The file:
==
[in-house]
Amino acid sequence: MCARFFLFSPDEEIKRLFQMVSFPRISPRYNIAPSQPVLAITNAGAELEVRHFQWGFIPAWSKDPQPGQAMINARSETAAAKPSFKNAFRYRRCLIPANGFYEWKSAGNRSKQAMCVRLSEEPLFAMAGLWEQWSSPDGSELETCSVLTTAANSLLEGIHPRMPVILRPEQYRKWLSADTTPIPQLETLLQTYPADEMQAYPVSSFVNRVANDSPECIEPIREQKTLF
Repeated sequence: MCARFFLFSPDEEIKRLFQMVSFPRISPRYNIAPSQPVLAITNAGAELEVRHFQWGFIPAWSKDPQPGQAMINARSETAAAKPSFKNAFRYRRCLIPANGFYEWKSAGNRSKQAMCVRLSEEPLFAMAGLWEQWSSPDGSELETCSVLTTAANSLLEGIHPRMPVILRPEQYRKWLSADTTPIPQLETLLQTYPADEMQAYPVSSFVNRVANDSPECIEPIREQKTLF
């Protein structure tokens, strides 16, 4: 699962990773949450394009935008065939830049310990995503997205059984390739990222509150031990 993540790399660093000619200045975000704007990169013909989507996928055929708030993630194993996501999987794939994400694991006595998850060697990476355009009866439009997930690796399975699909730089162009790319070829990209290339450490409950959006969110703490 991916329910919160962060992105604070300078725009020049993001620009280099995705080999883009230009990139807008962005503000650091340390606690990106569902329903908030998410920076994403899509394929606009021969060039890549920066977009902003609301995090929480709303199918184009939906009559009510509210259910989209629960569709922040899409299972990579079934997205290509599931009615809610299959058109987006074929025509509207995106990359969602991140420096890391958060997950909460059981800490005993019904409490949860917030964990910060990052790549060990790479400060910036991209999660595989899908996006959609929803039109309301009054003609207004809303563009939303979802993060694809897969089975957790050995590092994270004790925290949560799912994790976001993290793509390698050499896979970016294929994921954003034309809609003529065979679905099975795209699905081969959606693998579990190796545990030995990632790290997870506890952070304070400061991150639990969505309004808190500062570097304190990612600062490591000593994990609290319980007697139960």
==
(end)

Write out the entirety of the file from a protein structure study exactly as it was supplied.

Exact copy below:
[in-house]
Amino acid sequence: MCARFFLFSPDEEIKRLFQMVSFPRISPRYNIAPSQPVLAITNAGAELEVRHFQWGFIPAWSKDPQPGQAMINARSETAAAKPSFKNAFRYRRCLIPANGFYEWKSAGNRSKQAMCVRLSEEPLFAMAGLWEQWSSPDGSELETCSVLTTAANSLLEGIHPRMPVILRPEQYRKWLSADTTPIPQLETLLQTYPADEMQAYPVSSFVNRVANDSPECIEPIREQKTLF
Repeated sequence: MCARFFLFSPDEEIKRLFQMVSFPRISPRYNIAPSQPVLAITNAGAELEVRHFQWGFIPAWSKDPQPGQAMINARSETAAAKPSFKNAFRYRRCLIPANGFYEWKSAGNRSKQAMCVRLSEEPLFAMAGLWEQWSSPDGSELETCSVLTTAANSLLEGIHPRMPVILRPEQYRKWLSADTTPIPQLETLLQTYPADEMQAYPVSSFVNRVANDSPECIEPIREQKTLF
């Protein structure tokens, strides 16, 4: 699962990773949450394009935008065939830049310990995503997205059984390739990222509150031990 993540790399660093000619200045975000704007990169013909989507996928055929708030993630194993996501999987794939994400694991006595998850060697990476355009009866439009997930690796399975699909730089162009790319070829990209290339450490409950959006969110703490 991916329910919160962060992105604070300078725009020049993001620009280099995705080999883009230009990139807008962005503000650091340390606690990106569902329903908030998410920076994403899509394929606009021969060039890549920066977009902003609301995090929480709303199918184009939906009559009510509210259910989209629960569709922040899409299972990579079934997205290509599931009615809610299959058109987006074929025509509207995106990359969602991140420096890391958060997950909460059981800490005993019904409490949860917030964990910060990052790549060990790479400060910036991209999660595989899908996006959609929803039109309301009054003609207004809303563009939303979802993060694809897969089975957790050995590092994270004790925290949560799912994790976001993290793509390698050499896979970016294929994921954003034309809609003529065979679905099975795209699905081969959606693998579990190796545990030995990632790290997870506890952070304070400061991150639990969505309004808190500062570097304190990612600062490591000593994990609290319980007697139960």